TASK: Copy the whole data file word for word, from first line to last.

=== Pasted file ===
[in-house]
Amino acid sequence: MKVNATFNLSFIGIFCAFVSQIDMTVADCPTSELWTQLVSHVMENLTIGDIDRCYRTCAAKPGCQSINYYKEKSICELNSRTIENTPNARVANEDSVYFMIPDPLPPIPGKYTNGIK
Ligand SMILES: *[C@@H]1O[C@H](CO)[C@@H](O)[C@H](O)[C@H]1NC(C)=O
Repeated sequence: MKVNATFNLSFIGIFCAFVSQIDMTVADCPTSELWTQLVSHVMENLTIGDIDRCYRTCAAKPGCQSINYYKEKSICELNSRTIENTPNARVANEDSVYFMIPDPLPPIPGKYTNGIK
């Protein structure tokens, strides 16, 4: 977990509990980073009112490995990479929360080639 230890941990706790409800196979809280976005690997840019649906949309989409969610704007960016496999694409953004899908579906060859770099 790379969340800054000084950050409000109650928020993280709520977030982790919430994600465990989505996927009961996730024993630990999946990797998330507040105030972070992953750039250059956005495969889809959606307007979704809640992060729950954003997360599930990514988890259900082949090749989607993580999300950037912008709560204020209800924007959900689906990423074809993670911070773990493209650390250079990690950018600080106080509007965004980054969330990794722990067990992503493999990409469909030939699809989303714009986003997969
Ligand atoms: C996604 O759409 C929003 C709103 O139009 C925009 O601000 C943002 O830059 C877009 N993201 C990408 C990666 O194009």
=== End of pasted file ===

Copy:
[in-house]
Amino acid sequence: MKVNATFNLSFIGIFCAFVSQIDMTVADCPTSELWTQLVSHVMENLTIGDIDRCYRTCAAKPGCQSINYYKEKSICELNSRTIENTPNARVANEDSVYFMIPDPLPPIPGKYTNGIK
Ligand SMILES: *[C@@H]1O[C@H](CO)[C@@H](O)[C@H](O)[C@H]1NC(C)=O
Repeated sequence: MKVNATFNLSFIGIFCAFVSQIDMTVADCPTSELWTQLVSHVMENLTIGDIDRCYRTCAAKPGCQSINYYKEKSICELNSRTIENTPNARVANEDSVYFMIPDPLPPIPGKYTNGIK
């Protein structure tokens, strides 16, 4: 977990509990980073009112490995990479929360080639 230890941990706790409800196979809280976005690997840019649906949309989409969610704007960016496999694409953004899908579906060859770099 790379969340800054000084950050409000109650928020993280709520977030982790919430994600465990989505996927009961996730024993630990999946990797998330507040105030972070992953750039250059956005495969889809959606307007979704809640992060729950954003997360599930990514988890259900082949090749989607993580999300950037912008709560204020209800924007959900689906990423074809993670911070773990493209650390250079990690950018600080106080509007965004980054969330990794722990067990992503493999990409469909030939699809989303714009986003997969
Ligand atoms: C996604 O759409 C929003 C709103 O139009 C925009 O601000 C943002 O830059 C877009 N993201 C990408 C990666 O194009």